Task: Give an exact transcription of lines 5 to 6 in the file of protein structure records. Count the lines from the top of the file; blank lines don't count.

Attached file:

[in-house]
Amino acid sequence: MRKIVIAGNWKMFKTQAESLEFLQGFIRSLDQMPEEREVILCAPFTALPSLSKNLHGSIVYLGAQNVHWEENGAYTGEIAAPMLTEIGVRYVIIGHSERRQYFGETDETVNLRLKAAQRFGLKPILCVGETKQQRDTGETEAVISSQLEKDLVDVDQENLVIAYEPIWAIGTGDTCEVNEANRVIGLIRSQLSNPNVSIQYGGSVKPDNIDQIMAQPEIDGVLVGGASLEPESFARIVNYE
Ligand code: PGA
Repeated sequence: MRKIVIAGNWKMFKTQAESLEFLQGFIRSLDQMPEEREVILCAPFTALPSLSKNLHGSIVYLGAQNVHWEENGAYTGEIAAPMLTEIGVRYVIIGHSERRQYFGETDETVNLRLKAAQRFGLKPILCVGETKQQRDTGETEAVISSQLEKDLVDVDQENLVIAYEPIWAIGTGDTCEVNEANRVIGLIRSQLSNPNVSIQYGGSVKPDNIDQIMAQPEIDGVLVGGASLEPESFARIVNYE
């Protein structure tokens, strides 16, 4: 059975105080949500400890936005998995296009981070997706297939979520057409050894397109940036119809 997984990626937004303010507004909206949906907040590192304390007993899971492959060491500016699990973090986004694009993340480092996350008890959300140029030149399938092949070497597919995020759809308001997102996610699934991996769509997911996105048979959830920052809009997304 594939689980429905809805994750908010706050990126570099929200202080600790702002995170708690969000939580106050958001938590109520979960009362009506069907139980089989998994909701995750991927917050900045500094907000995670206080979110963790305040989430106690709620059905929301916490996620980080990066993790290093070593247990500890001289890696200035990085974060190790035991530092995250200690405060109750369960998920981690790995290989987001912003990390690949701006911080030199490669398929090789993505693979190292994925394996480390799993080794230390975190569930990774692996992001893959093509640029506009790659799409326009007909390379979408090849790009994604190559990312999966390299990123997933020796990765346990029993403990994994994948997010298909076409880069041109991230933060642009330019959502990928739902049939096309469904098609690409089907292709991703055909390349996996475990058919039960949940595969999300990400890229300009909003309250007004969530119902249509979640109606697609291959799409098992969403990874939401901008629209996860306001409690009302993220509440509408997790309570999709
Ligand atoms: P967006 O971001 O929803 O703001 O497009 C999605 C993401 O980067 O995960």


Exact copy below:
């Protein structure tokens, strides 16, 4: 059975105080949500400890936005998995296009981070997706297939979520057409050894397109940036119809 997984990626937004303010507004909206949906907040590192304390007993899971492959060491500016699990973090986004694009993340480092996350008890959300140029030149399938092949070497597919995020759809308001997102996610699934991996769509997911996105048979959830920052809009997304 594939689980429905809805994750908010706050990126570099929200202080600790702002995170708690969000939580106050958001938590109520979960009362009506069907139980089989998994909701995750991927917050900045500094907000995670206080979110963790305040989430106690709620059905929301916490996620980080990066993790290093070593247990500890001289890696200035990085974060190790035991530092995250200690405060109750369960998920981690790995290989987001912003990390690949701006911080030199490669398929090789993505693979190292994925394996480390799993080794230390975190569930990774692996992001893959093509640029506009790659799409326009007909390379979408090849790009994604190559990312999966390299990123997933020796990765346990029993403990994994994948997010298909076409880069041109991230933060642009330019959502990928739902049939096309469904098609690409089907292709991703055909390349996996475990058919039960949940595969999300990400890229300009909003309250007004969530119902249509979640109606697609291959799409098992969403990874939401901008629209996860306001409690009302993220509440509408997790309570999709
Ligand atoms: P967006 O971001 O929803 O703001 O497009 C999605 C993401 O980067 O995960």